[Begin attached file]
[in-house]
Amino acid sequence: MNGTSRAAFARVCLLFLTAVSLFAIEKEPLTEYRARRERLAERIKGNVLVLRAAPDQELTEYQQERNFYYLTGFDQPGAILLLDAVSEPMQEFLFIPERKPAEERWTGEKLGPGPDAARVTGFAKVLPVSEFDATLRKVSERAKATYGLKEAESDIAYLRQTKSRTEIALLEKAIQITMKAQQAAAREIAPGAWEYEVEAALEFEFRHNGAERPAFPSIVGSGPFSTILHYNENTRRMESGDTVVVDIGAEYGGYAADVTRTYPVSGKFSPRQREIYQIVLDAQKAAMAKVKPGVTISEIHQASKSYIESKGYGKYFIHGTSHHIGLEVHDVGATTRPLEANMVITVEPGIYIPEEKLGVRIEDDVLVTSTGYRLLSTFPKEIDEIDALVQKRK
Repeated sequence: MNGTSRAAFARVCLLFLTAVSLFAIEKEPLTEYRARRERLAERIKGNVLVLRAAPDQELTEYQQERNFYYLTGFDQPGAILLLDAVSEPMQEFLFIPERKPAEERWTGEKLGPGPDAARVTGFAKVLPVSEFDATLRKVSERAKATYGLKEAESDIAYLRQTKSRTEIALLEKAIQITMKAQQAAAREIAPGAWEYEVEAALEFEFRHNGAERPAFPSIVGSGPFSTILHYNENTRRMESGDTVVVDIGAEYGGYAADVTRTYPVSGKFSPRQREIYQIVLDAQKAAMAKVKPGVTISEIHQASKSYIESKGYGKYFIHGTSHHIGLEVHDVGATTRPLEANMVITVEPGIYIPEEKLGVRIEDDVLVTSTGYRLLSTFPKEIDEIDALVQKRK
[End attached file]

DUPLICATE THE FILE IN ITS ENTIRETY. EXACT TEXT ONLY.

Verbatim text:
[in-house]
Amino acid sequence: MNGTSRAAFARVCLLFLTAVSLFAIEKEPLTEYRARRERLAERIKGNVLVLRAAPDQELTEYQQERNFYYLTGFDQPGAILLLDAVSEPMQEFLFIPERKPAEERWTGEKLGPGPDAARVTGFAKVLPVSEFDATLRKVSERAKATYGLKEAESDIAYLRQTKSRTEIALLEKAIQITMKAQQAAAREIAPGAWEYEVEAALEFEFRHNGAERPAFPSIVGSGPFSTILHYNENTRRMESGDTVVVDIGAEYGGYAADVTRTYPVSGKFSPRQREIYQIVLDAQKAAMAKVKPGVTISEIHQASKSYIESKGYGKYFIHGTSHHIGLEVHDVGATTRPLEANMVITVEPGIYIPEEKLGVRIEDDVLVTSTGYRLLSTFPKEIDEIDALVQKRK
Repeated sequence: MNGTSRAAFARVCLLFLTAVSLFAIEKEPLTEYRARRERLAERIKGNVLVLRAAPDQELTEYQQERNFYYLTGFDQPGAILLLDAVSEPMQEFLFIPERKPAEERWTGEKLGPGPDAARVTGFAKVLPVSEFDATLRKVSERAKATYGLKEAESDIAYLRQTKSRTEIALLEKAIQITMKAQQAAAREIAPGAWEYEVEAALEFEFRHNGAERPAFPSIVGSGPFSTILHYNENTRRMESGDTVVVDIGAEYGGYAADVTRTYPVSGKFSPRQREIYQIVLDAQKAAMAKVKPGVTISEIHQASKSYIESKGYGKYFIHGTSHHIGLEVHDVGATTRPLEANMVITVEPGIYIPEEKLGVRIEDDVLVTSTGYRLLSTFPKEIDEIDALVQKRK